Shadowlark by Meagan Spooner
|Shadowlark by Meagan Spooner|
|Reviewer: Jill Murphy|
|Summary: Satisfying second book in a dystopian trilogy about a ravaged world surviving on the magic of a few. The eternal question: is it ever ok to sacrifice the few for the many?|
|Buy? Yes||Borrow? Yes|
|Pages: 336||Date: October 2013|
|External links: Author's website|
Lark escaped the city of her birth after being tortured and stripped of her magic by its architects. Lark's post-apocalyptic world runs on magic and there isn't enough of it about. So Renewables - people whose magic will replenish after it is drained - are in demand - not as people but as a resource. But the architects have made Lark different. She can drain the magic of others and use it herself. We last saw Lark when she escaped the Iron Wood and went in search of her missing brother Basil.
Accompanied by her mechanical pixie, Nix, and followed by both Tansy and Oren, Lark makes her way to the underground city of Lethe. It's not an easy journey. Shadowpeople are all around and Oren is in constant danger of transforming himself - there just isn't enough magic around to keep him going. Lark is still struggling to come to terms with her power. And Lethe presents its own set of problems. Renewables are no better off there, required to sacrifice themselves as power sources and persecuted by a mysterious leader called Prometheus.
But there is hope. The resistance in Lethe are fighting to liberate the Renewables. And they have Basil's journal...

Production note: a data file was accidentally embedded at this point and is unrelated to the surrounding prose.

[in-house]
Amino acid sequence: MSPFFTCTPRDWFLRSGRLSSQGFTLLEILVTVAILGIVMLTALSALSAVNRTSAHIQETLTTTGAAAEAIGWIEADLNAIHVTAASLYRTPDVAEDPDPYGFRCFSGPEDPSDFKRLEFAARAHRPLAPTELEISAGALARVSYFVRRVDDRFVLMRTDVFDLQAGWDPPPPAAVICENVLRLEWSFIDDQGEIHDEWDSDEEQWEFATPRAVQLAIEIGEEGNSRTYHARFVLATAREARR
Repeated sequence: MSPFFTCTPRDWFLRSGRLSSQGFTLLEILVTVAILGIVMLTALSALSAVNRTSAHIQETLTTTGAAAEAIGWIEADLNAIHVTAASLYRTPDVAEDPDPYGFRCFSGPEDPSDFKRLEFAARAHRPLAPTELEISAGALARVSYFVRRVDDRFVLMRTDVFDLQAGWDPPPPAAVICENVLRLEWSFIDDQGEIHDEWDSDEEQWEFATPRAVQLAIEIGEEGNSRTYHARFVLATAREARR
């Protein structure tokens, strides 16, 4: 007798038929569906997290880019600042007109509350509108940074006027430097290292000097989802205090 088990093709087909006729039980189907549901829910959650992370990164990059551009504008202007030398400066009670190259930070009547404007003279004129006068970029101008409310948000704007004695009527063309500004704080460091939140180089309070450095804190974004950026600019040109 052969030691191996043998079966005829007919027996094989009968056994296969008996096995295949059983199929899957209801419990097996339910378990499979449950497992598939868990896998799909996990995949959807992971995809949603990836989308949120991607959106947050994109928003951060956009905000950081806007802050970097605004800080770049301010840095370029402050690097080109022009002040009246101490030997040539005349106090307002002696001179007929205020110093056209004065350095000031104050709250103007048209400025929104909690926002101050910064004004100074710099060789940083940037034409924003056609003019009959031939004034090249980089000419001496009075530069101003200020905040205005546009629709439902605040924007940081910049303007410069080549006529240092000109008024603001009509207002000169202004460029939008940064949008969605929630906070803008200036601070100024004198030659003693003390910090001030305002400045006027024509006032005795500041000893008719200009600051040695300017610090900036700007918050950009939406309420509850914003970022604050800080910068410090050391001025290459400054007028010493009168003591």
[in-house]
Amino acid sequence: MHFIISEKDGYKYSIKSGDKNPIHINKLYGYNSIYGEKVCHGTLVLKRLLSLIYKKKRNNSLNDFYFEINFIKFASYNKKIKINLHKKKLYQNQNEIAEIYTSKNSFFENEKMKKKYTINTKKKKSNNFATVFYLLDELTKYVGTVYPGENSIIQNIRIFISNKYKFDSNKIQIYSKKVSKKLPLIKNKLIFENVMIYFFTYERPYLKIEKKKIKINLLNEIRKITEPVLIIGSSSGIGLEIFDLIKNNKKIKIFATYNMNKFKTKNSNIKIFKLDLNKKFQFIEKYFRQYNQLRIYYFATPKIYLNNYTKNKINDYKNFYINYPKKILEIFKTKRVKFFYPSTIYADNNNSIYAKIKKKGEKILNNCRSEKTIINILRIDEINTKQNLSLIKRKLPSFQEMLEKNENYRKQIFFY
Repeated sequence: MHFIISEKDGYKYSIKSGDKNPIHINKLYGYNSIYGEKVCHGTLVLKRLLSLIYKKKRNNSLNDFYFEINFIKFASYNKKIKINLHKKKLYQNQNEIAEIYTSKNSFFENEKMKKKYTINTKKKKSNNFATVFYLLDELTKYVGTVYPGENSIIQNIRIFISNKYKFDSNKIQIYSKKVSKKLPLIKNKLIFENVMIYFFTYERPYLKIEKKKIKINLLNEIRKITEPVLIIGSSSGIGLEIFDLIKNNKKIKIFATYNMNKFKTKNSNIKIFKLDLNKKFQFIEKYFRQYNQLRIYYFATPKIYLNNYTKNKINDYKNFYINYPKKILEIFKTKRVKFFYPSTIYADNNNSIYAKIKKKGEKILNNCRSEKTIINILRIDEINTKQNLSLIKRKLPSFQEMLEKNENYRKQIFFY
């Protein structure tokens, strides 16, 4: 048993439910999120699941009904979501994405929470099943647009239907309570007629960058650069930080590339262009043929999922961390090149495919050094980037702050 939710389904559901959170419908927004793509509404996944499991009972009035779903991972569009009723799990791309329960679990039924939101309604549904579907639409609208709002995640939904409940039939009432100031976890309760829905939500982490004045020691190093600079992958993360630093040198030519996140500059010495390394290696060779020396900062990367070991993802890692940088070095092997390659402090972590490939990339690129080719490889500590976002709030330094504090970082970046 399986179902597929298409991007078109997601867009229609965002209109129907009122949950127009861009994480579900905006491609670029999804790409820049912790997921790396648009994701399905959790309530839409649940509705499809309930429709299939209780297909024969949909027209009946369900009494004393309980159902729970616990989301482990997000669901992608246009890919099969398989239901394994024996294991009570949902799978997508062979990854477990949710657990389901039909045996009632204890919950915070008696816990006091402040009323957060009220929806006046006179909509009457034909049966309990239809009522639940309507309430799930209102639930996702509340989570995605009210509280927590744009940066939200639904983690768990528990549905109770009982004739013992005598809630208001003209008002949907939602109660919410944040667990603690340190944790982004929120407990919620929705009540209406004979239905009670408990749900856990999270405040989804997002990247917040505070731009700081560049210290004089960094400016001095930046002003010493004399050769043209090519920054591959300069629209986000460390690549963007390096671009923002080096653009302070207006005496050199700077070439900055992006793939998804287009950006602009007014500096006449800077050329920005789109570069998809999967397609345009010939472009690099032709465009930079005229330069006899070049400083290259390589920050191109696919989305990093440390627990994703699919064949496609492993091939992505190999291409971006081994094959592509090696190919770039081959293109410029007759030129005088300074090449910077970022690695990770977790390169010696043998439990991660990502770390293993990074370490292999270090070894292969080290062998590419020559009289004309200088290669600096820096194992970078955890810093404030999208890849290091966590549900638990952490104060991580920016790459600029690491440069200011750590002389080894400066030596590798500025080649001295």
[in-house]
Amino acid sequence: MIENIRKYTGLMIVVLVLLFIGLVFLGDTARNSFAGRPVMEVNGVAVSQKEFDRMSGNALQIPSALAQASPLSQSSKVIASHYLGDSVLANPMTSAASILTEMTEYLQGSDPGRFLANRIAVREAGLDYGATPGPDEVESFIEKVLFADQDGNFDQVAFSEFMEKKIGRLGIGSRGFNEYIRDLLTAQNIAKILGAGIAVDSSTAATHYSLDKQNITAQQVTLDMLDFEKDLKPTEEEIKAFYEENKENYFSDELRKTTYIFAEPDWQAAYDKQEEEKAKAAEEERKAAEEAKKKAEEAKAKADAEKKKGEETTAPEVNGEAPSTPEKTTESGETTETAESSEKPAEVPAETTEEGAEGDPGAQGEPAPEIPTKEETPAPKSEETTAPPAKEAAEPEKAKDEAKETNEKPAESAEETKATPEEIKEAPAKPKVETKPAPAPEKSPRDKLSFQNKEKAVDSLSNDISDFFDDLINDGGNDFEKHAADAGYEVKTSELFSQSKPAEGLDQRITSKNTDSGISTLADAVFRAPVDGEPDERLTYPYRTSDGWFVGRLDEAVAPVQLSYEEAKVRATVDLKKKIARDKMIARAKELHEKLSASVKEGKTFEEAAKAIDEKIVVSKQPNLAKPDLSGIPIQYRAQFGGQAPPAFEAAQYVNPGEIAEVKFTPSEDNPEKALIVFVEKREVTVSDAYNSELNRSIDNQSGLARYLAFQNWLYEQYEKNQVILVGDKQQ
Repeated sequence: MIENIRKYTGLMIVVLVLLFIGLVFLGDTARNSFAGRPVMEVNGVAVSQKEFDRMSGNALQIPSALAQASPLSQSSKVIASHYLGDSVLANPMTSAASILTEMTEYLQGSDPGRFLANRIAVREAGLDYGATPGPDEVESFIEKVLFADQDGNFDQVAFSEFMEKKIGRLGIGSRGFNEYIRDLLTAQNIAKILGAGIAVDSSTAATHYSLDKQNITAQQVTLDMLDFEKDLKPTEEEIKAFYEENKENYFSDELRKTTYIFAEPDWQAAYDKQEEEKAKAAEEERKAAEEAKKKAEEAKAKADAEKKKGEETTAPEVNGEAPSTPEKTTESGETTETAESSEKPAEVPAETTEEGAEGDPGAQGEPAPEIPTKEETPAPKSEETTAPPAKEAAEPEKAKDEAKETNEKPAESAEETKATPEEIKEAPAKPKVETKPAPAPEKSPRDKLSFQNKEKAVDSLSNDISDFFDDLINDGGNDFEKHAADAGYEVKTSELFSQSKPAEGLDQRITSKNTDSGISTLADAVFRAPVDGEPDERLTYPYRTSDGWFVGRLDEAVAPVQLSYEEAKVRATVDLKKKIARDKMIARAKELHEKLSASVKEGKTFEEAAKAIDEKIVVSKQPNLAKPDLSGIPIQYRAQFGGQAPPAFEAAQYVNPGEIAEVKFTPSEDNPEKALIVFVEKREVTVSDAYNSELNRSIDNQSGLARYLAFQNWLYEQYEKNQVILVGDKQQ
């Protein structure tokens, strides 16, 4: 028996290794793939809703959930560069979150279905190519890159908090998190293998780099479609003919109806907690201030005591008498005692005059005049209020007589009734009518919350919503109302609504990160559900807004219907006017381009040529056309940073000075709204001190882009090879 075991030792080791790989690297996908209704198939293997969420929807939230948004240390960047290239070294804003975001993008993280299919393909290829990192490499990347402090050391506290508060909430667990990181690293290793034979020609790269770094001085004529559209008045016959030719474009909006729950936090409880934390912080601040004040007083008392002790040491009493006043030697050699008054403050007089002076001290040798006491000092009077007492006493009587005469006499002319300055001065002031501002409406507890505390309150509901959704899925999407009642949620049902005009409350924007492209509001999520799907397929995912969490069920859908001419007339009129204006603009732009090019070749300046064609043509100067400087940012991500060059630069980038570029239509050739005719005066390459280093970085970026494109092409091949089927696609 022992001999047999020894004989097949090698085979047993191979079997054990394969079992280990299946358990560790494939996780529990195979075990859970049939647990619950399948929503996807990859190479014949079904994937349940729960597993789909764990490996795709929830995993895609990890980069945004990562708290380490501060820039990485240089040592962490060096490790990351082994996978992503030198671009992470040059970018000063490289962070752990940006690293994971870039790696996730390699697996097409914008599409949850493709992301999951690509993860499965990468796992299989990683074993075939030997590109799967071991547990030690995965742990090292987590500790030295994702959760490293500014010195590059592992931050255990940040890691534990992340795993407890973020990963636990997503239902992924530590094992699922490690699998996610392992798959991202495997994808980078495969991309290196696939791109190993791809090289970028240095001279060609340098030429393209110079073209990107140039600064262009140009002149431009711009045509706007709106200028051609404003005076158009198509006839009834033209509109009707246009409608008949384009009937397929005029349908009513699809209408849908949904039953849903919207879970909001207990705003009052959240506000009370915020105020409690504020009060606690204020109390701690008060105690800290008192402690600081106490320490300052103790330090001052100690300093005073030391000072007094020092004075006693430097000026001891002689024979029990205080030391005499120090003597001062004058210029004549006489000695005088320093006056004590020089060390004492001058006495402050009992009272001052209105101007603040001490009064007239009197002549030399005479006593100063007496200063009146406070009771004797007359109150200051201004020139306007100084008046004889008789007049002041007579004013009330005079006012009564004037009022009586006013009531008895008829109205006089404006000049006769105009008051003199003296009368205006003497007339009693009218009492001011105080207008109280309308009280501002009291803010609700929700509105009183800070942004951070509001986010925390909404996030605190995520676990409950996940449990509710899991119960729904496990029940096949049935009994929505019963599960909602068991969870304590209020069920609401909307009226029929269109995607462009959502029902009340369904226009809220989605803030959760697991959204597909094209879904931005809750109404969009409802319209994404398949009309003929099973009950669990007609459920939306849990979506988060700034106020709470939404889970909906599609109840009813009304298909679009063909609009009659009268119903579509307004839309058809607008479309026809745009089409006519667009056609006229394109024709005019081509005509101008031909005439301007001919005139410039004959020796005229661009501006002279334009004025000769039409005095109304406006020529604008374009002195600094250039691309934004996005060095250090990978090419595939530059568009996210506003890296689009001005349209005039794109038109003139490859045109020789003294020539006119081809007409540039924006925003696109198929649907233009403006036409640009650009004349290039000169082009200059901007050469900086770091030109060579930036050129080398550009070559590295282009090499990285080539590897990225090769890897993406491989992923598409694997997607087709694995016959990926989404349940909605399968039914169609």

I think the third book in this trilogy will be all about how Lark's world actually came to be as it is - ruined and only kept going by scarce supply of magic. I'm looking forward to it because my main problem with this series is that I just don't get the premise. I like the characters. I like the action. I like the writing. But I don't quite get it. Has Lark's world always had magic? Or did magic suddenly pop up somehow as a response to an apocalypse? Or is it something else altogether? This mystery doesn't so much feel mysterious: it feels frustrating. Also, there is a big plot twist at the end of the book which I had worked out long before the reveal. It felt telegraphed.
Otherwise, Shadowlark is hugely enjoyable. Lark grows as a central character and, while she makes mistakes that haunt her, she also develops her strong sense of right and wrong and begins to understand that if she learns to control her terribly destructive magic-sapping power, she can use it for good. And she's prepared to sacrifice anything - even herself - for that. I also liked the way Spooner moves the focus away from a love story. Lark's feelings for Oren are always there, hovering in the background, but there's precious little time for kissing in the action-packed narrative. I'm glad it wasn't shoehorned in.
The standard of writing is great too, with some wonderful descriptive passages. And who could resist Nix, the mechanical pixie with its snotty attitude and smart tongue?! Despite the reservations above, I am really enjoying this series. I like the notes of steampunk and I like the idea of magic suffusing a dystopian world. And I like a book whose prose manages to be both smooth and gripping, which Shadowlark does with ease.
We also have a review of Spooner's Skylark.
You can read more book reviews or buy Shadowlark by Meagan Spooner at Amazon.co.uk Amazon currently charges £2.99 for standard delivery for orders under £20, over which delivery is free.
You can read more book reviews or buy Shadowlark by Meagan Spooner at Amazon.com.
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